Some mornings I take a walk across town to Island Park where you enter under a stone gateway that has the title, “Where Friends Meet.” Alas, no friends are meeting there at 6:00 a.m.! The park is bordered by the Des Moines River, a tributary of the Mississippi River. A few years ago, a dam was removed and replaced with two sets of riffles – rocks that slow the shallow water and gradually terrace the flow. The riffles are soothing and once I reach them, I sit down on a bench to pause, think, and pray. But there are times when this is not the peaceful experience that I just described. Sometimes, there is too much water and sometimes, too little. This reminds me of our homeschools and how easily our peace can be disrupted.
Occasionally, our little city experiences flood conditions and the water rises so high that the ball fields are covered and the riffles are no longer visible. Similarly, I think of our wonderful information age where we can find out anything we want to know, plus more, in the palm of our hands. I am thankful for all the new findings and amazing research that continues to come to light for those of us studying and implementing the Charlotte Mason philosophy of education. But like the flow of a swollen river, I have seen it quickly become too much information, overwhelming moms of all stripes. On top of that, one source may contradict another. What to do? “Analysis paralysis” sets in and one feels adrift.
Here are some simple ideas to help with this. First, make reading Mason’s volumes the main way you learn about the method. Second, ask the Holy Spirit to lead you to the sources that you should spend a little more time with, whether that be a friend, mentor, book, etc. Seriously consider whatever information highway you travel on a daily basis, perhaps setting specific limits on social media and news outlets.
There is a little article I found in the alumni magazine, L’Umile Pianta, that I often return to. It holds a few nuggets of wisdom for our school days. The topic at hand was “What Subjects to Leave Out of Class II When Time is Limited”. Miss Kitching introduced the subject with the following points:
- That the P.U.S. time-table is intended to serve simply as a guide to the teacher in making her own, for it stands to reason that no two schoolrooms are identical as regards the work done, or the time allotted it.
- That in making her own time-table the teacher must be careful that no two lessons requiring the same mental effort, follow one another in close proximity.
- That it is better to leave the term’s work unfinished, than to rush the pupils through for the sake of having finished the work set.
The article concluded that “the general outcome of the discussion was to the effect that some modification of the programme and time-table is absolutely necessary, each teacher using her own discretion in the matter. Somebody very wisely remarked that Miss Mason intends the programme to fit the child, and not, as some wildly imagine, the child to fit the programme.” Hopefully, those principles will encourage you when you are overwhelmed by the information coming your way and help you to make the appropriate adjustments.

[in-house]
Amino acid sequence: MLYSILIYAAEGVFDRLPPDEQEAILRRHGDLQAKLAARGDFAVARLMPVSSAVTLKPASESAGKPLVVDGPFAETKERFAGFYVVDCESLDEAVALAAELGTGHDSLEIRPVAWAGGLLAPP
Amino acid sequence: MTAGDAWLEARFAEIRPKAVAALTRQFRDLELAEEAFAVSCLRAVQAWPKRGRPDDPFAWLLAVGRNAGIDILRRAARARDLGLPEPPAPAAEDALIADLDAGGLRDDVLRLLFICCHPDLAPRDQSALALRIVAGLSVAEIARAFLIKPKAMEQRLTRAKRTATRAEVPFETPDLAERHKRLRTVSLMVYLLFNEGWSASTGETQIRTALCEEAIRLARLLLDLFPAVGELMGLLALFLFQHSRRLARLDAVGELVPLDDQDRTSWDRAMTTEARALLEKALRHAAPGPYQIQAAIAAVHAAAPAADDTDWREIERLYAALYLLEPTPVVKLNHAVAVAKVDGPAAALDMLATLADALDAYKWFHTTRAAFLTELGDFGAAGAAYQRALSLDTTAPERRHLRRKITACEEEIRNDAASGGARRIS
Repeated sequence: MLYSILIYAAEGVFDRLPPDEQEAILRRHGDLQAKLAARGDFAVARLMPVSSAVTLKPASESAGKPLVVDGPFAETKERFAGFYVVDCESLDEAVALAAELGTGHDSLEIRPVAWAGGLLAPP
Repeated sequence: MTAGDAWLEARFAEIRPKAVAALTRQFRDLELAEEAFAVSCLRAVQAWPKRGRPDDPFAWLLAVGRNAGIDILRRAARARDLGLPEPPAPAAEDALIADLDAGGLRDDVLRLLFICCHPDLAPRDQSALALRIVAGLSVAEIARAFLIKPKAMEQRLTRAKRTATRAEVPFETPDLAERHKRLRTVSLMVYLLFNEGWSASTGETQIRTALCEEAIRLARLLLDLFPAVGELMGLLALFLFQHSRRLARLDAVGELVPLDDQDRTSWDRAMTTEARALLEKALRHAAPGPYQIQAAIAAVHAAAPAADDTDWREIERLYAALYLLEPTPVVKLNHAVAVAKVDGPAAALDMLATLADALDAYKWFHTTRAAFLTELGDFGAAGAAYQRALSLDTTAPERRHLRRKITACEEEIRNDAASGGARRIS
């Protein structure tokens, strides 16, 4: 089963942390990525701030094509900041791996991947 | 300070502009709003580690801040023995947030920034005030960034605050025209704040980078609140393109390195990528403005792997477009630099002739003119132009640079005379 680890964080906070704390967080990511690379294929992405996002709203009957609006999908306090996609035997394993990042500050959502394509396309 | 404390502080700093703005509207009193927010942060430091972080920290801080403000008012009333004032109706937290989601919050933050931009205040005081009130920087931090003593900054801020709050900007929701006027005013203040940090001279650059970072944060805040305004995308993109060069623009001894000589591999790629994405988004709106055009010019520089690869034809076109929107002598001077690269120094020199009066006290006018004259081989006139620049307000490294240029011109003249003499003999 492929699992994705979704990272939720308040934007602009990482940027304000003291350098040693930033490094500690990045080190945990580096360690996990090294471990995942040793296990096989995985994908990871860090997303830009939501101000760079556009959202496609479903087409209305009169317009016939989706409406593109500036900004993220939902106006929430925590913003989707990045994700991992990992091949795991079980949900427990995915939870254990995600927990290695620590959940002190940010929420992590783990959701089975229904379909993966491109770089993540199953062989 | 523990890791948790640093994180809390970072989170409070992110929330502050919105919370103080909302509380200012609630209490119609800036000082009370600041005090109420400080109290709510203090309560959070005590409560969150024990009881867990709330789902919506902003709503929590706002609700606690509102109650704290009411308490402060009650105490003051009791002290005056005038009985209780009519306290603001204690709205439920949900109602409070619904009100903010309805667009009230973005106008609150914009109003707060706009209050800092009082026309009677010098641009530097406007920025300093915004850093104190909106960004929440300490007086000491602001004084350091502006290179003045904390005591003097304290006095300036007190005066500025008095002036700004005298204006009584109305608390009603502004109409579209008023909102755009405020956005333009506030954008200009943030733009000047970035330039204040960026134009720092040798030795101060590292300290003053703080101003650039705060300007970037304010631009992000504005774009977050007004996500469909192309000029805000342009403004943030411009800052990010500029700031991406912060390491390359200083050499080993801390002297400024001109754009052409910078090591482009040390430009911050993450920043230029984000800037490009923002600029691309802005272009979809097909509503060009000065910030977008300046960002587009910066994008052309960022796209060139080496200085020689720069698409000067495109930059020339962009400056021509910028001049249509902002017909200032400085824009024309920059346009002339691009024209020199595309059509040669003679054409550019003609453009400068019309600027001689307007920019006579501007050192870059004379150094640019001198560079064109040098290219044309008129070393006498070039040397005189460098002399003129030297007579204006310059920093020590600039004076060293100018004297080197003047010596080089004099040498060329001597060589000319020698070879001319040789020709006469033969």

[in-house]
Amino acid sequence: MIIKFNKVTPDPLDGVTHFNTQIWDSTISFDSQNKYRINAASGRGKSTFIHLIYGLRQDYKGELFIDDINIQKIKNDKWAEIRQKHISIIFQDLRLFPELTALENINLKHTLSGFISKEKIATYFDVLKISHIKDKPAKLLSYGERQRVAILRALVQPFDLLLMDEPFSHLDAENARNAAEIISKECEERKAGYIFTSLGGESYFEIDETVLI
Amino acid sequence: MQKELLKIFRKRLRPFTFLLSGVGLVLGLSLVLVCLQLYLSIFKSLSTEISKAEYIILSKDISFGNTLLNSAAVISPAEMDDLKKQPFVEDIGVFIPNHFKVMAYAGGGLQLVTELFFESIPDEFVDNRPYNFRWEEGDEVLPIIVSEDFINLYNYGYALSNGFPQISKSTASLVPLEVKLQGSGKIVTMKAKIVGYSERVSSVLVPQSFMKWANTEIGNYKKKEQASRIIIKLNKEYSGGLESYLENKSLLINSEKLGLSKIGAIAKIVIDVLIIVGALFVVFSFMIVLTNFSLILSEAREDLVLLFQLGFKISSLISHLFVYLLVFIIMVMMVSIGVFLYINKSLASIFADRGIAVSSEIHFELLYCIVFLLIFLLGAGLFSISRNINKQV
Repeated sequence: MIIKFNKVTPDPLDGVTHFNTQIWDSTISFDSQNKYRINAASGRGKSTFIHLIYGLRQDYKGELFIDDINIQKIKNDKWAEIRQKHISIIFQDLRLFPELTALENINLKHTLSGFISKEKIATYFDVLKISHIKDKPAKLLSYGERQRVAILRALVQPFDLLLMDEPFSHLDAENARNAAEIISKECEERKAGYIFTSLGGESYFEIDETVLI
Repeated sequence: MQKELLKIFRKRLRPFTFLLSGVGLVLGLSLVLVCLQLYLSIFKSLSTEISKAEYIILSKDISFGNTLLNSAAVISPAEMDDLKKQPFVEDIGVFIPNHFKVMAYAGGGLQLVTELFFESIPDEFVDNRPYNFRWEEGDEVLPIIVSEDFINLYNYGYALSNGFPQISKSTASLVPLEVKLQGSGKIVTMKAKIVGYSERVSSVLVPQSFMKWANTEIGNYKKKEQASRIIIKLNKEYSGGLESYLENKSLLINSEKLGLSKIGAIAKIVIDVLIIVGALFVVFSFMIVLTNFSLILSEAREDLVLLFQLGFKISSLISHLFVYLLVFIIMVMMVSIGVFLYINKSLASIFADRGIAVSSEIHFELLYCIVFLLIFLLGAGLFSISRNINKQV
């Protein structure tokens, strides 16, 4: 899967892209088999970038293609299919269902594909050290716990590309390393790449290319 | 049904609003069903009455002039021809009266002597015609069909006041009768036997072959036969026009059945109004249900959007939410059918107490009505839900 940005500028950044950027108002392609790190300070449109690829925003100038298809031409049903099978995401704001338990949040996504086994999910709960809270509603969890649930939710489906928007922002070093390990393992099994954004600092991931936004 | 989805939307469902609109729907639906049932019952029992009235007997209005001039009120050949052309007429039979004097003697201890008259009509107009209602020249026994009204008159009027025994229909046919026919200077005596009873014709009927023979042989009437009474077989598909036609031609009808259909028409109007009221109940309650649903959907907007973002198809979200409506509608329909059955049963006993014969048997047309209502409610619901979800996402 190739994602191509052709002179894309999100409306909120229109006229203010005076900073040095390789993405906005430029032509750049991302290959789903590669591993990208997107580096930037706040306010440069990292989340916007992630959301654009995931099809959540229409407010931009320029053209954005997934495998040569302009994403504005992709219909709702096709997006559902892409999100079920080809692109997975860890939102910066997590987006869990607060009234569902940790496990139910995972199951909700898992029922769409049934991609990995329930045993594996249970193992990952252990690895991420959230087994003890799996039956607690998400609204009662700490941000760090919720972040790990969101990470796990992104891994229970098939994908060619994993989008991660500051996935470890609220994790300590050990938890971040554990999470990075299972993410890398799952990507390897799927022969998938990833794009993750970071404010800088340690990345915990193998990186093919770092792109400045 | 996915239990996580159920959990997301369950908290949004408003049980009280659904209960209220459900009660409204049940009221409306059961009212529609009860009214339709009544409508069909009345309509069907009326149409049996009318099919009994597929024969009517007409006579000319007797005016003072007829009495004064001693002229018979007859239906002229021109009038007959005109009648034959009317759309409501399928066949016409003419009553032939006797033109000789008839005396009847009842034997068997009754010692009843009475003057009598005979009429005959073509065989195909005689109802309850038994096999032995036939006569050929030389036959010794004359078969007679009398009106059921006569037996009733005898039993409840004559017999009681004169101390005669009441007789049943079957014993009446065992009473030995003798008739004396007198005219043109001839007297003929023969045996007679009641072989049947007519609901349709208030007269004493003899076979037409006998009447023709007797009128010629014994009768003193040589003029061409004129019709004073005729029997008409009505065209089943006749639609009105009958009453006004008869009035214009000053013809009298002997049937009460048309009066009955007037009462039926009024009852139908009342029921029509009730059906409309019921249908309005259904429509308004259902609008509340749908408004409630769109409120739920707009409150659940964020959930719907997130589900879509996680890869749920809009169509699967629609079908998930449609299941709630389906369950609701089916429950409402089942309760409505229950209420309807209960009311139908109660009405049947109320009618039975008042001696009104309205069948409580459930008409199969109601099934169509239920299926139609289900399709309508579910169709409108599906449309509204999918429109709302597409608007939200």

On the opposite end of the spectrum, we have had trying days of drought where the riffles lie exposed and little movement of the water can be found. Similarly, scarcity and passivity will prevent peace from filling your days. Peace is not passivity. It takes great effort, action, and commitment to the daily monotony of routine. When it comes to teaching our children from peace, it takes work on both our part and the students’ part. Peace is compatible with work. Charlotte Mason said of the learner, be he parent or child, “It seems to be a law in the things of life and mind that we do not get anything for our own unless we work for it.” (Vol. 4, Bk. 1, p. 184)
And so we see that action and obedience factor into our peace. Charlotte tells us, “My peace shall flow like a river” has been said, and this is what we forget, that the peace of God is an active principle, ever-flowing, ever-going, ever-nourishing, ever-fertilising,-and not a passive state, a quiet creek where we may stagnate at our ease.” (Vol. 5, p. 416)
And here she tells us the key to peace:
This peace comes to all simple, natural persons who have faith in God…for faith is the only key to that science of the proportion of things which enables us to take ourselves simply as part of the general scheme, sure of being duly nourished and ordered, and under no compulsion to make life too strenuous. (Vol. 5, p. 416)
So a healthy river should flow strongly with not too much water, nor too little. Likewise, our homes should be a healthy, active balance of activity; they should be peaceful places where children and parents learn, grow, and come to know the Saviour. No one wants too much activity and information, and yet we must keep in mind that peace is not passivity and we must be obedient and active in our faith in God. Charlotte Mason herself claimed that this peace is a “necessary condition of growth” (Vol. 5, p. 416). Regardless of the circumstances surrounding us, true Peace can be maintained if it is rooted in the right place, or rather, person – Jesus Christ. What will you change this upcoming school year in order to have peace in your home?
Colossians 3:15 (NIV)
Let the peace of Christ rule in your hearts.
Kitching, E. (1914). What subjects to leave out of class II when time is limited. In L’Umile Pianta, May, 1914 (pp. 58-59). London: Parents’ National Education Union.
This article appeared in the Volume 3 Issue 3 of Common Place Quarterly.